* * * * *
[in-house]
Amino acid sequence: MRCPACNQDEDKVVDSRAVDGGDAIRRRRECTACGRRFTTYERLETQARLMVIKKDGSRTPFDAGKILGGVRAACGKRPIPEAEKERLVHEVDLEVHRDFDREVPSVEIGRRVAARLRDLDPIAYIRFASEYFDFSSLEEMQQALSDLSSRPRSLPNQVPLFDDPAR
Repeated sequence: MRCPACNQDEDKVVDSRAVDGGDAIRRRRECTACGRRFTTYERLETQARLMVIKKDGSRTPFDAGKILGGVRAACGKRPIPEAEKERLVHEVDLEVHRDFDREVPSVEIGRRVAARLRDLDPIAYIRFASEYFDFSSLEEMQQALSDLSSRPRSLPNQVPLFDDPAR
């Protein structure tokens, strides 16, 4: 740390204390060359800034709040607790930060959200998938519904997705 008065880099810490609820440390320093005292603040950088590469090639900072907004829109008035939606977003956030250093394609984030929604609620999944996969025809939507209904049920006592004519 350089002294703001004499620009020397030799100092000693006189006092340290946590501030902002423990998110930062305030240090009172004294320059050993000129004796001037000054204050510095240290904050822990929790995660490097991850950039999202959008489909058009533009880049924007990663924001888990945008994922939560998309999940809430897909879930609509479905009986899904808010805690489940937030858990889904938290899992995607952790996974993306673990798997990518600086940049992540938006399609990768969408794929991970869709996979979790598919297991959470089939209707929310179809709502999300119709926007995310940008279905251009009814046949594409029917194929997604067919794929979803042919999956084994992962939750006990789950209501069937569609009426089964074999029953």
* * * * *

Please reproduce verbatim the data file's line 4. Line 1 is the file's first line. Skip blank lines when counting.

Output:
């Protein structure tokens, strides 16, 4: 740390204390060359800034709040607790930060959200998938519904997705 008065880099810490609820440390320093005292603040950088590469090639900072907004829109008035939606977003956030250093394609984030929604609620999944996969025809939507209904049920006592004519 350089002294703001004499620009020397030799100092000693006189006092340290946590501030902002423990998110930062305030240090009172004294320059050993000129004796001037000054204050510095240290904050822990929790995660490097991850950039999202959008489909058009533009880049924007990663924001888990945008994922939560998309999940809430897909879930609509479905009986899904808010805690489940937030858990889904938290899992995607952790996974993306673990798997990518600086940049992540938006399609990768969408794929991970869709996979979790598919297991959470089939209707929310179809709502999300119709926007995310940008279905251009009814046949594409029917194929997604067919794929979803042919999956084994992962939750006990789950209501069937569609009426089964074999029953």